Business

Many online shoppers don't pay a state sales tax. That's going to change.

Amazon, which has a distribution center in Research Triangle Park, already must collect and remit sales taxes because it has a physical presence in the state. A directive issued Wednesday by the Cooper administration says that all must companies must do the same even if they don’t have a physical presence in the state.
Amazon, which has a distribution center in Research Triangle Park, already must collect and remit sales taxes because it has a physical presence in the state. A directive issued Wednesday by the Cooper administration says that all must companies must do the same even if they don’t have a physical presence in the state. Bloomberg

Online shoppers in North Carolina could soon have to pay sales tax on most of their purchases, under a ruling from the U.S. Supreme Court on Thursday.

Big internet companies have been able to avoid collecting sales taxes on purchases unless they have a substantial presence in the state where the sales take place, thanks to a Supreme Court ruling in 1992. That has given them an advantage over brick-and-mortar stores, which do pay the tax.

As a result, North Carolina has been losing more than $400 million a year in taxes, according to the N.C. Retail Merchants Association, which heralded the ruling.

"Main Street retailers that employ your neighbors, pay property tax and support the little league team and high school band have long been required to collect sales tax that online stores did not, putting them at an automatic disadvantage," association President Andy Ellen said in a statement. "The U.S. Supreme court's decision will allow all retailers to operate on a level playing field."

"It made little sense for a company with a few things in the warehouse to compete with an internet behemoth," Ellen said in an interview.

States have been waiting for Congress or the Supreme Court to resolve the dispute, which has mirrored the growth of online shopping.

Last year, state Sen. Tommy Tucker, a Republican from Union County, put together legislation that would establish a process for imposing and collecting tax on internet sales once the court or federal lawmakers made a decision.

The legislation, Senate Bill 81, cleared the Senate but stalled in the House. Tucker said Thursday the bill is ready to be taken up in next year's long session, which begins in January.

"This offers the opportunity for the state to be able to have, once again, a tax policy that is sound for everybody," Tucker said.

It wasn't clear on Thursday whether Congress or individual states will be required to take the next step.

The issue has been looming over North Carolina state government for years. In 2014, Amazon said it would pay sales tax in this state before it set up distribution centers here.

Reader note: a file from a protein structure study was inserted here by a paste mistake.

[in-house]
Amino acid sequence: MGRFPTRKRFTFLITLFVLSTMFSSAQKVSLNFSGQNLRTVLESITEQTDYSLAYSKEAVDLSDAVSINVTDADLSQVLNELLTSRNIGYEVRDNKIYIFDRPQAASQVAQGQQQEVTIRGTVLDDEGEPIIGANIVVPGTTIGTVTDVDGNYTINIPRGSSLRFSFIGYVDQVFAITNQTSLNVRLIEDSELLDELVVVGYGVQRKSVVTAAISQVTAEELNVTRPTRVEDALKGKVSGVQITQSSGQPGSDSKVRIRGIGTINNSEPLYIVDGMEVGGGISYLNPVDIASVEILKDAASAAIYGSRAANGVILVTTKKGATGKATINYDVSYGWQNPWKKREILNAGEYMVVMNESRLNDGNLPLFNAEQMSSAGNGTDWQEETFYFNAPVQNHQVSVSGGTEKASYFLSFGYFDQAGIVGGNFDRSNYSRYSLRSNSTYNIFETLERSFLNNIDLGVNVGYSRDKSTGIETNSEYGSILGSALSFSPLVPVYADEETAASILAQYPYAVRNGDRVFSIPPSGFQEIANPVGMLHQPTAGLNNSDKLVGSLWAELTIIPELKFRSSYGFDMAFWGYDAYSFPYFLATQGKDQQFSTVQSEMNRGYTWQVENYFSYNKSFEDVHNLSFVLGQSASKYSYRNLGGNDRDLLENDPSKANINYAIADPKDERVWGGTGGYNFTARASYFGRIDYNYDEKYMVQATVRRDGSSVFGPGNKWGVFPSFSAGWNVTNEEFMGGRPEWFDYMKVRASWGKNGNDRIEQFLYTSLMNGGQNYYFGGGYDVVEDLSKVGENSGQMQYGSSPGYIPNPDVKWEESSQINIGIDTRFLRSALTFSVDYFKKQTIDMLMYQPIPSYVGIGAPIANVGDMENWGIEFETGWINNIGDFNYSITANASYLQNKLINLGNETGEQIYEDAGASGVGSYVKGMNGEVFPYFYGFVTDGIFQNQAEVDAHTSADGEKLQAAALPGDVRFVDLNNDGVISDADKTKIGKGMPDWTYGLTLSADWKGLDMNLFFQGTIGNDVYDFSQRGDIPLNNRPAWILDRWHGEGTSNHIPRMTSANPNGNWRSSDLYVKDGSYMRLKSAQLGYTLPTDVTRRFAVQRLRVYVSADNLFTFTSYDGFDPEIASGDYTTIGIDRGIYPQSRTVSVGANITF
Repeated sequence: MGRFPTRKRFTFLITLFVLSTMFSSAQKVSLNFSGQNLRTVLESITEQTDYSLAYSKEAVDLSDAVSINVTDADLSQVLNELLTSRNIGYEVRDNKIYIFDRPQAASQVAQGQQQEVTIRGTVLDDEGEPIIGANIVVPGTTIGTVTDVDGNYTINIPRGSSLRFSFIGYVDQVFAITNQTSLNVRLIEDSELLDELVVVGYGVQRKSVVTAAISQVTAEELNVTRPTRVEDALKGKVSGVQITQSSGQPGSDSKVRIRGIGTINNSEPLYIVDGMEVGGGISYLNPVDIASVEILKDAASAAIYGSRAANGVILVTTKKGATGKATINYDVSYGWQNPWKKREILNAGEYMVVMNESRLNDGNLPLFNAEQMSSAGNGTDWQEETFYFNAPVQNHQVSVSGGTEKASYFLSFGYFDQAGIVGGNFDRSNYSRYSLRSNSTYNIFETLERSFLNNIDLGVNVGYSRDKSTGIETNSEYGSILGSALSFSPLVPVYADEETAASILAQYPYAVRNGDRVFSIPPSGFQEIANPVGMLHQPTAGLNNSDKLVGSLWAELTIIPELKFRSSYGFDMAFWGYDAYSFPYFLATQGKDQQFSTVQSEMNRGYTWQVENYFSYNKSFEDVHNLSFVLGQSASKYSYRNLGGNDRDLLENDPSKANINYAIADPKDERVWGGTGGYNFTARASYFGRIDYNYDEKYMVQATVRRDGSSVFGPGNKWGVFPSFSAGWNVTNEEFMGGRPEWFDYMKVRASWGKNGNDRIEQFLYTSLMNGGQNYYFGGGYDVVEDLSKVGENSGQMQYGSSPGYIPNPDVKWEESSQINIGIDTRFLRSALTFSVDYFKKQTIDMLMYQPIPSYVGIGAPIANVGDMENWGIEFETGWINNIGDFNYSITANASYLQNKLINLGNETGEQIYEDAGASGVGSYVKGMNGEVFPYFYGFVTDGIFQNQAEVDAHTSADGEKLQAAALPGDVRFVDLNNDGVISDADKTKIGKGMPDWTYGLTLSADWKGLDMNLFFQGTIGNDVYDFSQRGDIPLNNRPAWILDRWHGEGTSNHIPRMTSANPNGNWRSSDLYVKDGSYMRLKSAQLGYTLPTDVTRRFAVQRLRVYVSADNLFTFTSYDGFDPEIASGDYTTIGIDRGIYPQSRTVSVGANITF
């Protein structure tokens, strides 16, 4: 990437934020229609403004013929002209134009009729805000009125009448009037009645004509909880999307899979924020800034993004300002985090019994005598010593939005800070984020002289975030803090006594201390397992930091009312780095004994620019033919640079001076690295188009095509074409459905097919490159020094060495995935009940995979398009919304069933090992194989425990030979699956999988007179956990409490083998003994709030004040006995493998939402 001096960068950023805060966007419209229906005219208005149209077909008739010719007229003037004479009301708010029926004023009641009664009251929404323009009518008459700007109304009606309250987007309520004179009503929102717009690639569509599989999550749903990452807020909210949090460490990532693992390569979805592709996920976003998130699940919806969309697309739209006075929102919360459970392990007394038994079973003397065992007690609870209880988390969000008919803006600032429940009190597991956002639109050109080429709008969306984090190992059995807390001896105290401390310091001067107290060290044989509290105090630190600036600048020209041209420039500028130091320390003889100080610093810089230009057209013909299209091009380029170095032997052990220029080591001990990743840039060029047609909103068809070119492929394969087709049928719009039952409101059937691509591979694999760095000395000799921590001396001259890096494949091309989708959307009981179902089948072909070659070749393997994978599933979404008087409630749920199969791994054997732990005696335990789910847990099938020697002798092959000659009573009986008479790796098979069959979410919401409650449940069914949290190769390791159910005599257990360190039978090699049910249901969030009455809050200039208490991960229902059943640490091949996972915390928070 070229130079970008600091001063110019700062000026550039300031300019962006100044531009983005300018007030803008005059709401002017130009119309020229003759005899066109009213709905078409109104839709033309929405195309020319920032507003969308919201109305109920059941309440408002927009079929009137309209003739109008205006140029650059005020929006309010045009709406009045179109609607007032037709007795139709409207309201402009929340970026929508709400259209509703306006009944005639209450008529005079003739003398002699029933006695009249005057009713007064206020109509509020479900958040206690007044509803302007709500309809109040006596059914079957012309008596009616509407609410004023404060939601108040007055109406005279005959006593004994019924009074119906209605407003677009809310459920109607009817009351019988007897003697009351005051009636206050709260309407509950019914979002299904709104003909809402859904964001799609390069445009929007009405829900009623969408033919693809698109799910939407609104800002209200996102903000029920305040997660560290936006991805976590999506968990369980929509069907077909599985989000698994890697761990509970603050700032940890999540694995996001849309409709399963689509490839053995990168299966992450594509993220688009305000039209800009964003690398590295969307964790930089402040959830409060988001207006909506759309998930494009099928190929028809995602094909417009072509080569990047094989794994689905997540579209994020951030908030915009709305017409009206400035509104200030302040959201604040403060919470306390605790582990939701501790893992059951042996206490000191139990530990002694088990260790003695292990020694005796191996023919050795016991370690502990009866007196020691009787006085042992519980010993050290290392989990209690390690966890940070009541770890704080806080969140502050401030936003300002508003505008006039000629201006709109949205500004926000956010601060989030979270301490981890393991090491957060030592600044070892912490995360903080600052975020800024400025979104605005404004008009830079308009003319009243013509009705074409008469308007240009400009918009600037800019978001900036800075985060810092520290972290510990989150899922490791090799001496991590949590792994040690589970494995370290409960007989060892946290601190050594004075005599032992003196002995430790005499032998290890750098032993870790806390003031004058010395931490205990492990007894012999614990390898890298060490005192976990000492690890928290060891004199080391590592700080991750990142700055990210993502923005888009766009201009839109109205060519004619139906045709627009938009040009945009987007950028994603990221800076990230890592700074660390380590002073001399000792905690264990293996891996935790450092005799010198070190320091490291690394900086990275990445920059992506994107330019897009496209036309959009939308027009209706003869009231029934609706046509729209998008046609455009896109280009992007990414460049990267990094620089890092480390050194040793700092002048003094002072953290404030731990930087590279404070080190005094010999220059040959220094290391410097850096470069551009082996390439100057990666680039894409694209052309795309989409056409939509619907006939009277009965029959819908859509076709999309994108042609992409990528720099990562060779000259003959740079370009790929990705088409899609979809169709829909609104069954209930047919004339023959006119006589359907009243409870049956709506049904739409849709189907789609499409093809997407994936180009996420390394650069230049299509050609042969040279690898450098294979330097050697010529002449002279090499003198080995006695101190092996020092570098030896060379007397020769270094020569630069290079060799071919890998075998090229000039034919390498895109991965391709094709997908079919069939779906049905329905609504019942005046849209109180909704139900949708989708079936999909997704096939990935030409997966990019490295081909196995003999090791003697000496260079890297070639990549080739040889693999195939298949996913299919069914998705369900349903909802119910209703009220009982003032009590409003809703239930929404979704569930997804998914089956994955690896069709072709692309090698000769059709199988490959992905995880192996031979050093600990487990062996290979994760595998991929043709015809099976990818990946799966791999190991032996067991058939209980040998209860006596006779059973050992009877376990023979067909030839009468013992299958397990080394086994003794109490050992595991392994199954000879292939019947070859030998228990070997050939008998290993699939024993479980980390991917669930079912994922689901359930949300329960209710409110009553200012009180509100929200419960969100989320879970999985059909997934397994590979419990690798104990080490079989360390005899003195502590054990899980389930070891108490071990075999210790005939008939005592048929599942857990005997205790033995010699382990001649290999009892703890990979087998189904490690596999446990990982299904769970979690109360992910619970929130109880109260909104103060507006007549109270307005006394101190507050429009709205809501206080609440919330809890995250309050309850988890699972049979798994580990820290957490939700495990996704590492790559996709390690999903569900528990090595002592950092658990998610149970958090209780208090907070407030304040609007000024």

Tucker's bill establishes a threshold for when online retailers have to collect and remit sales taxes. Any seller with annual gross sales of more than $100,000 in North Carolina or with 200 or more separate sales in this state annually would be required to collect sales tax.

Sales taxes are required to be paid by consumers, but merchants find it's easier for them to collect the tax and remit it to the state. If merchants don't collect it, then it's up to the consumer to declare the purchase on income tax forms, which has been inconsistent.

Legal history

The legal issue goes back to 1967, when the Supreme Court ruled that a state couldn't require an out-of-state retailer to collect a use tax unless the retailer had enough contacts with the state. Beginning in the 1980s, states tried a number of tactics to recover the revenue they were losing, according to a N.C. General Assembly staff analysis.

In 1998, North Carolina took the lead in organizing states to sign on to interstate agreements establishing uniform taxes on internet sales.

North Dakota had tried to require a corporation that didn't have a physical presence in the state to collect and pay taxes on sales shipped into the state, and the company sued. The Supreme Court ruled against the state in 1992, upholding the requirement to have a physical presence. But the court noted the issue could be resolved by Congress passing a law.

South Dakota, the subject of Thursday's Supreme Court ruling, passed a law requiring sellers to collect a 4.5 percent sales tax if they had more than $100,000 in annual sales or more than 200 transactions.

In 2013, federal legislation that would have required sales tax on all purchases passed the Senate, with North Carolina senators Richard Burr and Kay Hagan supporting, but it never made it out of the House.

Thursday's ruling fills that void by overturning the 1992 ruling in a 5-4 decision that went against Wayfair, Overstock.com and Newegg.

Craig Jarvis: 919-829-4576, @CraigJ_NandO

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